# Example: Trends in Gender

We are now equipped with enough coding skills to examine features and trends in subgroups of the U.S. population. In this example, we will look at the distribution of males and females across age groups. We will continue using the `us_pop`

table from the previous section.

```
us_pop
```

As we know from having examined this dataset earlier, a description of the table appears online. Here is a reminder of what the table contains.

Each row represents an age group. The `SEX`

column contains numeric codes: `0`

stands for the total, `1`

for male, and `2`

for female. The `AGE`

column contains ages in completed years, but the special value `999`

represents the entire population regardless of age. The rest of the columns contain estimates of the US population.

### Understanding `AGE`

= 100

As a preliminary, let’s interpret data in the final age category in the table, where `AGE`

is 100. The code below extracts the rows for the combined group of men and women (`SEX`

code 0) for the highest ages.

```
us_pop.where('SEX', are.equal_to(0)).where('AGE', are.between(97, 101))
```

Not surprisingly, the numbers of people are smaller at higher ages – for example, there are fewer 99-year-olds than 98-year-olds.

It does come as a surprise, though, that the numbers for `AGE`

100 are quite a bit larger than those for age 99. A closer examination of the documentation shows that it’s because the Census Bureau used 100 as the code for everyone aged 100 or more.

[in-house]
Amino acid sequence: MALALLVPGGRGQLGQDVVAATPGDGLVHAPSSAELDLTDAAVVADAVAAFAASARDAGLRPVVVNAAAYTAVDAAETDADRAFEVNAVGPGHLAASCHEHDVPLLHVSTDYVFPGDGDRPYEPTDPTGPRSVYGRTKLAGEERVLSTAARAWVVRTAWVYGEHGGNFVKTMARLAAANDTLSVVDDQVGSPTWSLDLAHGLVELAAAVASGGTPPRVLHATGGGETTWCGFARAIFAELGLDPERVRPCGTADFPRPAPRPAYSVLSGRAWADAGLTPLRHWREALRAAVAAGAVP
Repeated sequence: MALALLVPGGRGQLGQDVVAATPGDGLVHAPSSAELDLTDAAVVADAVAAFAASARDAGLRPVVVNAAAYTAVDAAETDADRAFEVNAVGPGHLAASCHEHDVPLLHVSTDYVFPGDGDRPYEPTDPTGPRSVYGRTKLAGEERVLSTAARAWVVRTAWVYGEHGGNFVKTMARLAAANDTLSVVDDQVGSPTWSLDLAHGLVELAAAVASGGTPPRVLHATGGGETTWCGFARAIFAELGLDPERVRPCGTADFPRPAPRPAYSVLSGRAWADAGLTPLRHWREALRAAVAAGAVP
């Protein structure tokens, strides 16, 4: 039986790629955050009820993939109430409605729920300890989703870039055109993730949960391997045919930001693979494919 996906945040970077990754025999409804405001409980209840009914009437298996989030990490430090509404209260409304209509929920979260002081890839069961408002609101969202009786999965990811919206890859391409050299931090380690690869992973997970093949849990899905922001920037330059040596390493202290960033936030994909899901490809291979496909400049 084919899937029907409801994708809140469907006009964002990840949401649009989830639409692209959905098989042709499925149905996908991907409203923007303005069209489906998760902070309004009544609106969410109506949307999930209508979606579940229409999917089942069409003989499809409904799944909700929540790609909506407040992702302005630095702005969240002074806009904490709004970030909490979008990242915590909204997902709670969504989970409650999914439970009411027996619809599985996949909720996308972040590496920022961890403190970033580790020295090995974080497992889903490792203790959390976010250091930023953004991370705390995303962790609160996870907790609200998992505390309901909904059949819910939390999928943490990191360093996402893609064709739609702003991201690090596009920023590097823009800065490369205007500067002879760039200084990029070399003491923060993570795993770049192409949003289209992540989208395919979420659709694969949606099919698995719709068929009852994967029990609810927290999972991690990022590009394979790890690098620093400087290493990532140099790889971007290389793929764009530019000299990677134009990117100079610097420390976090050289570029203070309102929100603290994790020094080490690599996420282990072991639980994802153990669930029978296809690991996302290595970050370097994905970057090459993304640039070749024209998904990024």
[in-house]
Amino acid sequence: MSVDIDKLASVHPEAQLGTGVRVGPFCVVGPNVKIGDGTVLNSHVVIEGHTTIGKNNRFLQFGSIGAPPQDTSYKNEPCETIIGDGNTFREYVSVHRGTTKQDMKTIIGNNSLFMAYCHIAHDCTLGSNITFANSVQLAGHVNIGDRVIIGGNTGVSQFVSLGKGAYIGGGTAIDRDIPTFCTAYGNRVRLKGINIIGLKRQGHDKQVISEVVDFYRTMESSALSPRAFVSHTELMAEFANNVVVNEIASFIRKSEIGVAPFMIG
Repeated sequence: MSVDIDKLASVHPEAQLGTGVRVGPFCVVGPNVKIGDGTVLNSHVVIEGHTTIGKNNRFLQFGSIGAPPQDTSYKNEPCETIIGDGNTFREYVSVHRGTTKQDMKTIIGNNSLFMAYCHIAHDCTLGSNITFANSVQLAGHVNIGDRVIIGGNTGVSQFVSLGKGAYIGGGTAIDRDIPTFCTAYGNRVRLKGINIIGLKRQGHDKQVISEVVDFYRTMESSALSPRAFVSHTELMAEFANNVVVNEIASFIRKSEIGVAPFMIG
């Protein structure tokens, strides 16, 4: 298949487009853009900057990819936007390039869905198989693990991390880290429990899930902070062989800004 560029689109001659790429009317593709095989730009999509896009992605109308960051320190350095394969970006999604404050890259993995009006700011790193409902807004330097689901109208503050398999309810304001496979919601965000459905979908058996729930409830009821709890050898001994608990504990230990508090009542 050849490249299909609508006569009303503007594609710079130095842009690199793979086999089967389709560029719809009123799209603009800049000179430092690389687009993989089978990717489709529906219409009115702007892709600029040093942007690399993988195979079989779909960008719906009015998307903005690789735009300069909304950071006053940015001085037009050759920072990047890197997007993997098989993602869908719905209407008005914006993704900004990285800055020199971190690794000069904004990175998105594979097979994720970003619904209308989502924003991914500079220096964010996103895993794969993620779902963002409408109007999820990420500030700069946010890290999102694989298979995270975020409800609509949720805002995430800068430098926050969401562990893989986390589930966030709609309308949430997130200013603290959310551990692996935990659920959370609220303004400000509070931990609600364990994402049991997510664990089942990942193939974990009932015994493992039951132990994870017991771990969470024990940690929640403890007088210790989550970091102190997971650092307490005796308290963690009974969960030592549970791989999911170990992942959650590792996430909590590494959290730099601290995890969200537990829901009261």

The row with `AGE`

100 doesn’t just represent 100-year-olds – it also includes those who are older than 100. That is why the numbers in that row are larger than in the row for the 99-year-olds.

### Overall Proportions of Males and Females

We will now begin looking at gender ratios in 2014. First, let’s look at all the age groups together. Remember that this means looking at the rows where the “age” is coded 999. The table `all_ages`

contains this information. There are three rows: one for the total of both genders, one for males (`SEX`

code 1), and one for females (`SEX`

code 2).

```
us_pop_2014 = us_pop.drop('2010')
all_ages = us_pop_2014.where('AGE', are.equal_to(999))
all_ages
```

Row 0 of `all_ages`

contains the total U.S. population in each of the two years. The United States had just under 319 million in 2014.

Row 1 contains the counts for males and Row 2 for females. Compare these two rows to see that in 2014, there were more females than males in the United States.

The population counts in Row 1 and Row 2 add up to the total population in Row 0.

For comparability with other quantities, we will need to convert these counts to percents out of the total population. Let’s access the total for 2014 and name it. Then, we’ll show a population table with a proportion column. Consistent with our earlier observation that there were more females than males, about 50.8% of the population in 2014 was female and about 49.2% male in each of the two years.

```
pop_2014 = all_ages.column('2014').item(0)
all_ages.with_column(
'Proportion', all_ages.column('2014')/pop_2014
).set_format('Proportion', PercentFormatter)
```

### Proportions of Boys and Girls among Infants

When we look at infants, however, the opposite is true. Let’s define infants to be babies who have not yet completed one year, represented in the row corresponding to `AGE`

0. Here are their numbers in the population. You can see that male infants outnumbered female infants.

```
infants = us_pop_2014.where('AGE', are.equal_to(0))
infants
```

As before, we can convert these counts to percents out of the total numbers of infants. The resulting table shows that in 2014, just over 51% of infants in the U.S. were male.